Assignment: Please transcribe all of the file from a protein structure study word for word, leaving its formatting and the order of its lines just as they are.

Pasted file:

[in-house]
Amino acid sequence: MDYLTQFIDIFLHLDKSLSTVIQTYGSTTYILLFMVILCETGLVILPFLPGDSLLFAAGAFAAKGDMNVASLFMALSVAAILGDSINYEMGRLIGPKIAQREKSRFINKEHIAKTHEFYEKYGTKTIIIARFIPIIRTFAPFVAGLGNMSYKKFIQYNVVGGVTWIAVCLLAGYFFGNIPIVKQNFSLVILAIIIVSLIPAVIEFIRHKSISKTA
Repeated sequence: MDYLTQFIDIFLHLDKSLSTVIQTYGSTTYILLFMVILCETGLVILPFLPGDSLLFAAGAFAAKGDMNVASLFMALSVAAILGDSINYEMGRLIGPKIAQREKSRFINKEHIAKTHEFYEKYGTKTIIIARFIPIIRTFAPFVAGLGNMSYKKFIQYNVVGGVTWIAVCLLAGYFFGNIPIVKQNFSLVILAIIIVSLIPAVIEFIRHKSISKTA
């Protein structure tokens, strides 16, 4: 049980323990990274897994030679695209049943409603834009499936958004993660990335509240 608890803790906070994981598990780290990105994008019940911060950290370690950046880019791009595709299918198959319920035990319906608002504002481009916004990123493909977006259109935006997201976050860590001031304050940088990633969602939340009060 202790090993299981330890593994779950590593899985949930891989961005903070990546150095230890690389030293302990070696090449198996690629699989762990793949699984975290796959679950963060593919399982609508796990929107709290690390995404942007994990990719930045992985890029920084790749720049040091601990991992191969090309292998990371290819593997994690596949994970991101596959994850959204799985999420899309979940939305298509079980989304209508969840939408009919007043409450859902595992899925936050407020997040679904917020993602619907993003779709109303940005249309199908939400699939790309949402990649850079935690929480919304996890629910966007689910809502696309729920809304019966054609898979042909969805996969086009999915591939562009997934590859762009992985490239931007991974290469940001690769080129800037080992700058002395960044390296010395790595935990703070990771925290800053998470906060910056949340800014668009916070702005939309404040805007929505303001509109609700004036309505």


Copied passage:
[in-house]
Amino acid sequence: MDYLTQFIDIFLHLDKSLSTVIQTYGSTTYILLFMVILCETGLVILPFLPGDSLLFAAGAFAAKGDMNVASLFMALSVAAILGDSINYEMGRLIGPKIAQREKSRFINKEHIAKTHEFYEKYGTKTIIIARFIPIIRTFAPFVAGLGNMSYKKFIQYNVVGGVTWIAVCLLAGYFFGNIPIVKQNFSLVILAIIIVSLIPAVIEFIRHKSISKTA
Repeated sequence: MDYLTQFIDIFLHLDKSLSTVIQTYGSTTYILLFMVILCETGLVILPFLPGDSLLFAAGAFAAKGDMNVASLFMALSVAAILGDSINYEMGRLIGPKIAQREKSRFINKEHIAKTHEFYEKYGTKTIIIARFIPIIRTFAPFVAGLGNMSYKKFIQYNVVGGVTWIAVCLLAGYFFGNIPIVKQNFSLVILAIIIVSLIPAVIEFIRHKSISKTA
């Protein structure tokens, strides 16, 4: 049980323990990274897994030679695209049943409603834009499936958004993660990335509240 608890803790906070994981598990780290990105994008019940911060950290370690950046880019791009595709299918198959319920035990319906608002504002481009916004990123493909977006259109935006997201976050860590001031304050940088990633969602939340009060 202790090993299981330890593994779950590593899985949930891989961005903070990546150095230890690389030293302990070696090449198996690629699989762990793949699984975290796959679950963060593919399982609508796990929107709290690390995404942007994990990719930045992985890029920084790749720049040091601990991992191969090309292998990371290819593997994690596949994970991101596959994850959204799985999420899309979940939305298509079980989304209508969840939408009919007043409450859902595992899925936050407020997040679904917020993602619907993003779709109303940005249309199908939400699939790309949402990649850079935690929480919304996890629910966007689910809502696309729920809304019966054609898979042909969805996969086009999915591939562009997934590859762009992985490239931007991974290469940001690769080129800037080992700058002395960044390296010395790595935990703070990771925290800053998470906060910056949340800014668009916070702005939309404040805007929505303001509109609700004036309505």